Oamaru has world-class offerings for food and culture, with a rich tapestry of history.

It has good cafes and a couple of restaurants which would continue to do fine if they were in bigger towns. The brewery, Scotts, relocated from Auckland, is well known for its gluten-free variety by New Zealand’s booming GF army. The Whitestone cheese factory sells to supermarkets in every part of New Zealand – and has attracted a few celebrity fans in Hollywood. It has contributed great literature, from Janet Frame to Greg McGee.

There is a lolly factory, which opened in 1949. Rainbow Confectionery recently attempted to keep Pineapple Lumps production in New Zealand after Dunedin’s Cadbury factory closes. The owners, Mondelez, refused, sending manufacturing offshore, with every other Cadbury and Pascall product. So may I offer you Rainbow’s Pineapple Chunks, available online and in the factory store?

Some of the employment is more old-school: Pukeuri, to the north, still has its freezing works, with dairy farms all the way up the beautiful Waitaki Valley. Oamaru is a good place if you are willing to work hard.

New Zealand’s first shipment of frozen meat was sent to Britain from the port just to the south. The port may now be insignificant in shipping terms compared to Timaru, but it was in Oamaru that the Terra Nova landed, carrying news that the great British explorer Robert Scott had died in his failed bid to reach the South Pole first.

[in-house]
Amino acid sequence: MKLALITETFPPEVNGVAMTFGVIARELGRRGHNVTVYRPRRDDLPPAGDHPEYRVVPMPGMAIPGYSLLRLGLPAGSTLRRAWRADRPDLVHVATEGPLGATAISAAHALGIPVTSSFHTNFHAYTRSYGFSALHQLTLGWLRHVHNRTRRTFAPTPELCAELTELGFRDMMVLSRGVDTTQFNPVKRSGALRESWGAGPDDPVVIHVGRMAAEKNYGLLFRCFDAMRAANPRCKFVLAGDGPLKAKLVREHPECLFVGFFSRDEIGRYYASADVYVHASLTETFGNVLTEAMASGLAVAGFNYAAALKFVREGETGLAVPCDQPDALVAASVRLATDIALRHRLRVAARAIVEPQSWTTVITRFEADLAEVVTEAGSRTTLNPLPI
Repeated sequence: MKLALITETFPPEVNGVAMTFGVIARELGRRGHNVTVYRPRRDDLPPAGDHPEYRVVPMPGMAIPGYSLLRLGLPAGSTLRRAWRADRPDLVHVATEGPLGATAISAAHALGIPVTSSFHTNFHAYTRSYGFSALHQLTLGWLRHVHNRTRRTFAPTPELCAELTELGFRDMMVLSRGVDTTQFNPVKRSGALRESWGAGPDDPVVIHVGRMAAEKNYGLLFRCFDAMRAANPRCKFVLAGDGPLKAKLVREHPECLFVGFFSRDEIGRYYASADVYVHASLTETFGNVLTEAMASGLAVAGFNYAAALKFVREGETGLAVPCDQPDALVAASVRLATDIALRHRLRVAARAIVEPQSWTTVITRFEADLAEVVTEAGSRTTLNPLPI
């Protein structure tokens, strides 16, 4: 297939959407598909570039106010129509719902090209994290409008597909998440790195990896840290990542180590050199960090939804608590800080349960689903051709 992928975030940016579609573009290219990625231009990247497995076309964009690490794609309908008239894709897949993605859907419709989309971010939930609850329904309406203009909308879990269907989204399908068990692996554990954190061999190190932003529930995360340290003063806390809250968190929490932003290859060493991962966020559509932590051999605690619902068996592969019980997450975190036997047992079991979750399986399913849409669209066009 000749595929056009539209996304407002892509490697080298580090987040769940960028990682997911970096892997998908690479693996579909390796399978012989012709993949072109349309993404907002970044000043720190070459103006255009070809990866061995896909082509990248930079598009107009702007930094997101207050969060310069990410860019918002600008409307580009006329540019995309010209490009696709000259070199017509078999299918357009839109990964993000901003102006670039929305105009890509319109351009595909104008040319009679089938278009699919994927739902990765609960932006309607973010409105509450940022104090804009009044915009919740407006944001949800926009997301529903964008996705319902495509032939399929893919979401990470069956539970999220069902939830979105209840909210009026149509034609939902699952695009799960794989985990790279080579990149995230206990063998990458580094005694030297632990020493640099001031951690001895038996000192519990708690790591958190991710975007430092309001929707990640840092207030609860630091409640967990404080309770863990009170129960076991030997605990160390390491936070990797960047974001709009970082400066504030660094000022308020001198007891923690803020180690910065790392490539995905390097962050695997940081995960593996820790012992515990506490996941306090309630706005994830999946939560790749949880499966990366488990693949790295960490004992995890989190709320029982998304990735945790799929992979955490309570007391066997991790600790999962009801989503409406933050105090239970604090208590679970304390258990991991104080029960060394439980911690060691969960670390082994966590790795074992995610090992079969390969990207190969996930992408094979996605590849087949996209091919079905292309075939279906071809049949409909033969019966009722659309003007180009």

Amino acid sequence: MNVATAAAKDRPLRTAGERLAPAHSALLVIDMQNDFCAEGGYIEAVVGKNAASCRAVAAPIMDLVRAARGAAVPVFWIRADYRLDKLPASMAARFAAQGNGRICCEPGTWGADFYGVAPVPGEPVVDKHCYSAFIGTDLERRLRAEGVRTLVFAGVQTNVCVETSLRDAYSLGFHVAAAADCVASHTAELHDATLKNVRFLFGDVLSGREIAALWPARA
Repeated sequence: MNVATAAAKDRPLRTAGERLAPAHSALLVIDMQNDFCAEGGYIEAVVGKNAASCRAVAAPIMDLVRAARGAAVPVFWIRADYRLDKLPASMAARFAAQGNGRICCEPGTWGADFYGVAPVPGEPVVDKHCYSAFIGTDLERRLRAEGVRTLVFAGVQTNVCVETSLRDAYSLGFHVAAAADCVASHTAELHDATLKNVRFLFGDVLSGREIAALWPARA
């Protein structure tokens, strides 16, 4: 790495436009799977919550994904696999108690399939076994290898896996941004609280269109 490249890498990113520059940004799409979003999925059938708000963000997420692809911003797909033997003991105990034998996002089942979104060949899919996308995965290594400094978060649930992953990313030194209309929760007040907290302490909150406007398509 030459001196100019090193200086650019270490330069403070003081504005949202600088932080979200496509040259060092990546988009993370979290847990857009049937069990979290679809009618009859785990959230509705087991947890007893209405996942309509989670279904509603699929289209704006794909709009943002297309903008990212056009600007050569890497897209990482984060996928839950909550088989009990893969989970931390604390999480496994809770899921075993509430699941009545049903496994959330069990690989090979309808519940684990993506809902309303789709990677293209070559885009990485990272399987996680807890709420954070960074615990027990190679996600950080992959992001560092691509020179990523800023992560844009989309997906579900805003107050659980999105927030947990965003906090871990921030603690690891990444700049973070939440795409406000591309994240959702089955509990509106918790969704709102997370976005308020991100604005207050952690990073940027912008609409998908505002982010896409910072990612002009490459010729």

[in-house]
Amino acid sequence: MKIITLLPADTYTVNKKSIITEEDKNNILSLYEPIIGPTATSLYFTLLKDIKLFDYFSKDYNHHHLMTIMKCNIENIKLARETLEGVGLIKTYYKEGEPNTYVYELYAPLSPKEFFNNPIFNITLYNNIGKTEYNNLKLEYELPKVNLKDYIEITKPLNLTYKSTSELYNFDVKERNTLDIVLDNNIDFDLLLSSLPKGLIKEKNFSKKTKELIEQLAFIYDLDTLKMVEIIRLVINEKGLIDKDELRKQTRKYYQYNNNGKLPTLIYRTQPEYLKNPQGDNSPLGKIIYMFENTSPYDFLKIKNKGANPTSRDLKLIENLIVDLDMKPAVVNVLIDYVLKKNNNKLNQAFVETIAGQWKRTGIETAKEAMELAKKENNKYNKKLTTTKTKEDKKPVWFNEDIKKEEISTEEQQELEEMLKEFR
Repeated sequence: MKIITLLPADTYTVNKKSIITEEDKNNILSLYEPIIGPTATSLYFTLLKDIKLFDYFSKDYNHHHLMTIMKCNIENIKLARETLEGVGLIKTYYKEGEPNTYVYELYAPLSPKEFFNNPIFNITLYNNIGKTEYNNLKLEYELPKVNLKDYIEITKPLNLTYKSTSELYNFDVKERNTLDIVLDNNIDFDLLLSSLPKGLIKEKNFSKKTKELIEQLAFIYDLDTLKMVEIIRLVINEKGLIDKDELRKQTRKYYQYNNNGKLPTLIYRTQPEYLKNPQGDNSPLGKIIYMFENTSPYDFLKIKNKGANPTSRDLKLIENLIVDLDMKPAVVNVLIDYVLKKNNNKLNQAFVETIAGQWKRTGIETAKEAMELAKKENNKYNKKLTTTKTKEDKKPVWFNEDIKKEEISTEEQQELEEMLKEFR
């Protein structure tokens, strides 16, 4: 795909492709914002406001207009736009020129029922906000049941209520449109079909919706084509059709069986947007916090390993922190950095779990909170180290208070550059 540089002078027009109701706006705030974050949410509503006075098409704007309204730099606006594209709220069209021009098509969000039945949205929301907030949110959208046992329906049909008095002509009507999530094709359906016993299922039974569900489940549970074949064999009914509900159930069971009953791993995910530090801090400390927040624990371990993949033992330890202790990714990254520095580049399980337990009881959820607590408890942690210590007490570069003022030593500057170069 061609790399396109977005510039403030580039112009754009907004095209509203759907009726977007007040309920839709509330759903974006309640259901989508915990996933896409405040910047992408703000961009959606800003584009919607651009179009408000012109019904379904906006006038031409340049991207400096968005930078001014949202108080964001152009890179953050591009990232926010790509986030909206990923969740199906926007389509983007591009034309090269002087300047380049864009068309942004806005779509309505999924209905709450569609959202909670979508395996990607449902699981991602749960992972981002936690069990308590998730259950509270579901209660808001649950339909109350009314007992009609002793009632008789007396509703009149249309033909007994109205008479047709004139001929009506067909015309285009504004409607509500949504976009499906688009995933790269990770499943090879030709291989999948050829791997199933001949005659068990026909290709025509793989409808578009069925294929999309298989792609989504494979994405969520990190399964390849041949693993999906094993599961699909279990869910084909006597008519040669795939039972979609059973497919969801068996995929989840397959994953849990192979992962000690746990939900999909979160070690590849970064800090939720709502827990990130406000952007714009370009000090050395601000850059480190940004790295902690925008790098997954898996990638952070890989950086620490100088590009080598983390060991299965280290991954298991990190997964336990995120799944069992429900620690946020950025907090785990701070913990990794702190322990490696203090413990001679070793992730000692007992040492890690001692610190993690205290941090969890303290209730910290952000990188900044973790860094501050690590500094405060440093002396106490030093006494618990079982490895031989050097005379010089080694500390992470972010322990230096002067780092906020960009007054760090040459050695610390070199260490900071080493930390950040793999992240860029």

A key measure of a New Zealand town’s class is in its coffee, but despite living in Timaru for a spell and still passing through several times a year, I still wouldn’t know where to go. In Oamaru, head to the area with most of the nice buildings and take your pick.

There are many great things to say about Timaru. Like almost anywhere you go, it is full of very nice people. A nationally competitive motorsport community recently gave us international rally driver Hayden Paddon. But Paddon is no Richie McCaw, who started in North Otago before going on to bigger things. . . 

Waitaki MP Jacqui Dean, who lives in Oamaru, thinks it is the best wee town in the South Island. She moved there with her husband and young family decades ago, and won’t be leaving any time soon.

“We moved 30-odd years, and it’s largely because of the people we wouldn’t move away,” Dean says.

She usually flies in and out of Timaru.

“I actually like Timaru, I just like Oamaru a whole heap more.” . . .

Oamaru and Timaru are often confused by outsiders because they sound similar.

If there’s any rivalry between the two, it’s pretty low key.

For many of us on the right side of the Waitaki River, Timare is just a place you drive through on the way north.

Alps 2 Ocean Ultra starts today


When Mike Sandri first suggested athletes from round the world might like to run the Alps 2 Ocean cycleway, and would pay well for doing so, some locals were skeptical.

But months of hard work by him and his team paid off and the race starts today:

A first for New Zealand, the ultra endurance race will involve athletes running self-supported on and around the 300km-plus Alps 2 Ocean cycle trail, which extends from Aoraki Mt Cook to Oamaru, over seven stages in seven days.